How does it work?

The camp will take place from Monday, August 11 to Monday, August 18. (Students can arrive on campus to check into their residence halls between 8:30 and 10 AM on Monday the 11th.)  The "Butler Research Faculty" will direct the camp.  The group includes Drs. Johnston, Sharma, Wahl, Webster, and Wilson.  The department pays all room expenses and provides students with work areas in Jordan Hall.  At least one meal each day, along with refreshments during the workday, will be provided.  Students will be responsible for any other meals; they will have opportunities to decide to eat on or off campus as they please.

What's in it for me?

Each day of camp will be filled with mathematics:presented by the faculty; worked on individually with faculty members;worked on by students in their own individual research of reading materials and formulation of questions;and worked on in "research proof sessions." We expect to start each day at 9 AM, and there will be research activities until 5 PM. Every camper will be responsible for participating at each event.  Several nights will have planned social activities, such as eating dinner together or going to a move, and of course there will be appropriate "down time" to relax and regroup.  In short, the campers should expect to have an immersion experience in research mathematics!

How can I find out more?

Interested students should talk to a member of the Research Faculty or to Mrs. Duerksen to pick up a short application form with a required essay.  The department hopes that all interested students may be able to participate, but limited resources might require a selection process, based on levels of commitment, seniority, experience, and grades.

Butler Summer Institute (BSI)

What is it? 

The acronym stands for the Butler Summer Institute, a program funded by Butler to provide an opportunity for summer research for Butler students.

How does it work? 

BSI runs for 8 weeks during the summer, selects applicants competitively from all disciplines, and offers a student stipend of $2000 (to compensate for not having a summer job) as well as housing in Resco. Students work on a project under the guidance of a faculty member. See the BSI web site for more information.

What's in it for me? 

Besides the stipend (always nice), it's a chance to see what professional mathematicians really do (no, we really do more than teach calculus, etc.), to work one-on-one with a Butler faculty member, to build a resume for graduate school (gives you an edge in admissions) or employment, to present your work at a professional meeting, and to have fun with some other Butler students who are in the program. Typically there are numerous social events held in conjunction with the program.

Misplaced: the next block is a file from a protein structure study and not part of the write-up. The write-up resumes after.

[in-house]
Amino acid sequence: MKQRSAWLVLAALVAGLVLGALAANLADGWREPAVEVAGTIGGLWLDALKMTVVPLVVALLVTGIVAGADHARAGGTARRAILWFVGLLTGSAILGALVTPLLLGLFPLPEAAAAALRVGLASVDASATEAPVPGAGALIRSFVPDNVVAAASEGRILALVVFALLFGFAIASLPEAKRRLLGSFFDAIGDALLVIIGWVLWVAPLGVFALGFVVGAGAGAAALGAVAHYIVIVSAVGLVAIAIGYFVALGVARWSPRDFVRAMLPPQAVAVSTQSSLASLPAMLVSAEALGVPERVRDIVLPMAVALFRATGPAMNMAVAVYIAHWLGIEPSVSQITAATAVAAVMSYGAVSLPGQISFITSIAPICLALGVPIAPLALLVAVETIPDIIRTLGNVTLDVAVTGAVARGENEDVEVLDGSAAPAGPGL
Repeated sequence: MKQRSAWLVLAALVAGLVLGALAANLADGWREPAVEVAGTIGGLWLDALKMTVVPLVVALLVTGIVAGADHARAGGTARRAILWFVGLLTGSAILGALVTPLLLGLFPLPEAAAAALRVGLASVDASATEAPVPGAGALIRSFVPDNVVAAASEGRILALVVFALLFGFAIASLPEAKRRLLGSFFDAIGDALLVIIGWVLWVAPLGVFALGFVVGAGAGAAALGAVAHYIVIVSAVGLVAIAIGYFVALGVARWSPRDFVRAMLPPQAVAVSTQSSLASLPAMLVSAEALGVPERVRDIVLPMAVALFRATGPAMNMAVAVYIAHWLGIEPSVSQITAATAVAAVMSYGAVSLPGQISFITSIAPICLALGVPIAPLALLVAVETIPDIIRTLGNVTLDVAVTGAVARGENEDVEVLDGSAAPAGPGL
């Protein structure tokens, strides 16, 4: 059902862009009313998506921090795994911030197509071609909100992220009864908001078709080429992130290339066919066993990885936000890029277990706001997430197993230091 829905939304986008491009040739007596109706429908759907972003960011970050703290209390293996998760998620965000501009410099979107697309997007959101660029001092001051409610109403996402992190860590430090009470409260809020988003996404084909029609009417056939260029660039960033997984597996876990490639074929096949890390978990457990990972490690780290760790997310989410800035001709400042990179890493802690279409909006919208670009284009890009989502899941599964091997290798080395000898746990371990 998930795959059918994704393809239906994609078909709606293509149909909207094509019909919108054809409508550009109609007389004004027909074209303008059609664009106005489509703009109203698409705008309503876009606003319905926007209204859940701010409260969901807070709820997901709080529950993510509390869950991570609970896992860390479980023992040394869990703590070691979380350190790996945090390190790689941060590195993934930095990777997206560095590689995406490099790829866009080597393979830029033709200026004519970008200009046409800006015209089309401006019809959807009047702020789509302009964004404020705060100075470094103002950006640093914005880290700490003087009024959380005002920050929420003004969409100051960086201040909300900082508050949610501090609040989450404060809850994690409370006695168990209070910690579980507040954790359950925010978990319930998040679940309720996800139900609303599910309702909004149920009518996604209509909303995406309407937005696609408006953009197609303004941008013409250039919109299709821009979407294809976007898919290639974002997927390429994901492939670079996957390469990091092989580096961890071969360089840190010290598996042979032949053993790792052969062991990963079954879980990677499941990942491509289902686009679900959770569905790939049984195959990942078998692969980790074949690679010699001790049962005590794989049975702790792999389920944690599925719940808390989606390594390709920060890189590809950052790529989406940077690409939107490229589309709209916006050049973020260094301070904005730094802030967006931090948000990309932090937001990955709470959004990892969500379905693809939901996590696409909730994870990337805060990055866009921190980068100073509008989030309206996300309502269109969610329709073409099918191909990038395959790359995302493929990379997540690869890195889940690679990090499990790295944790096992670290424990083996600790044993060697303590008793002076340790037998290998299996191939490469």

Research Experiences for Undergraduates

What is it? 

The acronym stands for Research Experiences for Undergraduates, a program funded by the National Science Foundation to encourage budding mathematicians and to provide opportunities for summer enrichment. There are about 30 different sites, i.e., colleges or universities, which run these programs.

How does it work? 

A typical REU program runs for 6-8 weeks during the summer, selects applicants competitively, and offers a student stipend of $2000-$3500 (to compensate for not having a summer job) as well as housing on the campus. Students usually work together on a project under the guidance of a faculty member. Each site has its own set of topics, some suitable for students who have completed the calculus sequence and perhaps one or two more courses and others suitable for students who have completed several higher-level mathematics courses. The National Science Foundation website contains information for students searching for an REU opportunity.  

What's in it for me? 

Besides the stipend (always nice), it's a chance to see what professional mathematicians really do (no, we really do more than teach calculus, etc.), to build a resume for graduate school (gives you an edge in admissions) or employment (employers LOVE group work), to present your work at a professional meeting (and maybe win a $100 prize!), and to have fun with some other undergraduates who like mathematics. Typically there are numerous social events held in conjunction with the program.

How can I find out more? 

Talk to Dr. Johnston and/or see the NSF Specialized Information page and start applying!

Additional information regarding research opportunities provided at Butler University is available on the CHASE (Center for High Achievement & Scholarly Engagement) website.